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Giant hydrogen clouds buzz around the Milky Way at phenomenal speeds



Just outside the plane of the Milky Way, strange and huge clouds of hydrogen are making their way through intergalactic space at incredible speeds. Scientists have known for some time that these mysterious objects exist, but only recently have they been mapped in great detail.

Everything about these clouds speaks to its large scale. Some of the clouds are millions of times the mass of the Sun and extend over tens of thousands of light-years in diameter.

Hydrogen clouds cover about 13 percent of the night sky but they needed the powerful radio telescopes used by Australia scientists at the International Radio Astronomy Research Center (ICRAR) to look inside them. The new data allowed researchers to build a much more detailed map of the clouds that now shows features never before seen as groups and structures similar to branches.

"It's something that was not really visible in the past, and could provide new clues about the origin of these clouds and the physical conditions within them," said Tobias Westmeier, one of the ICRAR researchers involved in the new research , it's a statement.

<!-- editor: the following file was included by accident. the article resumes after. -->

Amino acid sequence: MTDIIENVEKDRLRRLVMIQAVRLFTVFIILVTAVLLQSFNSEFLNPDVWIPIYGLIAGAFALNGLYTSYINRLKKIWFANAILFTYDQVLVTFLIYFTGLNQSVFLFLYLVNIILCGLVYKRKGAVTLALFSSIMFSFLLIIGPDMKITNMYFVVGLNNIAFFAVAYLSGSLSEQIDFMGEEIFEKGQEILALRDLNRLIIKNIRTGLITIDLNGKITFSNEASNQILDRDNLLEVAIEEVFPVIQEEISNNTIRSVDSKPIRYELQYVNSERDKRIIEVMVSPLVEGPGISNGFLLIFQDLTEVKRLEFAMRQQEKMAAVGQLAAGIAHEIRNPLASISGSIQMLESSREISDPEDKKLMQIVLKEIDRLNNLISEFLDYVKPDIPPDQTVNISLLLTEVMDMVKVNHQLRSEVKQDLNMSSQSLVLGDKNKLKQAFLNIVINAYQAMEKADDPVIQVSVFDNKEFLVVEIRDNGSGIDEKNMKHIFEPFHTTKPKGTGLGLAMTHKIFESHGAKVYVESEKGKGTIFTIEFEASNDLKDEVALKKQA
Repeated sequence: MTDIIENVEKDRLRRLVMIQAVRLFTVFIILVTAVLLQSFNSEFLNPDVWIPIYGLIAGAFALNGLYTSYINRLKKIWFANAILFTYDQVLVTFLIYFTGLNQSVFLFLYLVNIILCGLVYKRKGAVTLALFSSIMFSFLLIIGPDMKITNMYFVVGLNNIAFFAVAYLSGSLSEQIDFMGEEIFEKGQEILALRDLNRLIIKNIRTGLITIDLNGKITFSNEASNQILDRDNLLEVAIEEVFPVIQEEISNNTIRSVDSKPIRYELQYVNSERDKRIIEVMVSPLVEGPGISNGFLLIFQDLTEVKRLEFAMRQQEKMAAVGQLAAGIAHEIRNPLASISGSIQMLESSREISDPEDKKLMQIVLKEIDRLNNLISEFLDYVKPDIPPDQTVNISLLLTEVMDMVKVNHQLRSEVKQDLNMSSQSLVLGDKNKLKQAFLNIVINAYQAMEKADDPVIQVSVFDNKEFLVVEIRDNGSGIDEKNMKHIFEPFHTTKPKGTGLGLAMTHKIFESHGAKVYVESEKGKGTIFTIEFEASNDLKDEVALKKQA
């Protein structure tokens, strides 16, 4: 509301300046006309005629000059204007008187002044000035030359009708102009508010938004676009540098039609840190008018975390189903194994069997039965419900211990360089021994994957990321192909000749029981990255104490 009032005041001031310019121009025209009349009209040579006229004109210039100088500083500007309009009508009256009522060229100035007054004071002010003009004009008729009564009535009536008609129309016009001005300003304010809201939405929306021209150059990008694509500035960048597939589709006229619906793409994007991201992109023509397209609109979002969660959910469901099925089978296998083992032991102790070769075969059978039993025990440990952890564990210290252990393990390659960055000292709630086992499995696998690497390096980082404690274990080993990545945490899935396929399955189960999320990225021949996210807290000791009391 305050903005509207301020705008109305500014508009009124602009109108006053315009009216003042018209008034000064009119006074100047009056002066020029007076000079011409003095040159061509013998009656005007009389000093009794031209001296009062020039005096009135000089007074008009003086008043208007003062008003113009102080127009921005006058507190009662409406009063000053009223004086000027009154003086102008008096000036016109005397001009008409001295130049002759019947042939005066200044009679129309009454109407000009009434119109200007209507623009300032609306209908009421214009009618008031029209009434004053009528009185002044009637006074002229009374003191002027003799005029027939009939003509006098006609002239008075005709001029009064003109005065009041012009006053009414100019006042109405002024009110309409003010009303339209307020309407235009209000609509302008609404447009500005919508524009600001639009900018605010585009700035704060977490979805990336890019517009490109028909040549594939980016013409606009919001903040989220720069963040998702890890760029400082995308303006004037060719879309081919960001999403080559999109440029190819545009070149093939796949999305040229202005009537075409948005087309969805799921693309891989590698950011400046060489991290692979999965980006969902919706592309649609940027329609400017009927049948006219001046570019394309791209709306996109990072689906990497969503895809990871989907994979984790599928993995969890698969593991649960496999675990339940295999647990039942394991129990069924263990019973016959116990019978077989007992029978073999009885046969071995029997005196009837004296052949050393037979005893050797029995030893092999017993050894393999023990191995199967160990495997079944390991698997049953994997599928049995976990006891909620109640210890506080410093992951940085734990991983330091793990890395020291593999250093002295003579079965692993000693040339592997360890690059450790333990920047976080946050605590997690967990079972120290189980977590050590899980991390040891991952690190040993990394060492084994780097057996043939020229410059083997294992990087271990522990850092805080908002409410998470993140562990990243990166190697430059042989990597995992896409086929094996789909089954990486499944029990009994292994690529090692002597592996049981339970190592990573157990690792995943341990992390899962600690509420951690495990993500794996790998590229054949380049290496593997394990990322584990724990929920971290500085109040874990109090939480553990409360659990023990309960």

What makes these clouds particularly interesting, but challenging, to study is the fact that they move differently from the rotation movement of the galaxy itself. Traveling at speeds of 43.5 to 56 miles per second, the clouds also seem to be in a hurry to get closer or away from us.

It is not at all clear at this point how the clouds came here or why they behave the way they do. It could be that odd objects are remnants of the formation of the galaxy itself. Alternatively, they could be obtained from some alien galaxy only to be caught in the gravitational embrace of the Milky Way. This last hypothesis seems to have more weight given that the chemical composition of the hydrogen-rich clouds differs from what you would normally expect to find within the Milky Way.

Maybe you, dear reader, can help answer this question. The map is available online for anyone to study.

The new findings appeared in the Monthly Notices of the Royal Astronomical Society.

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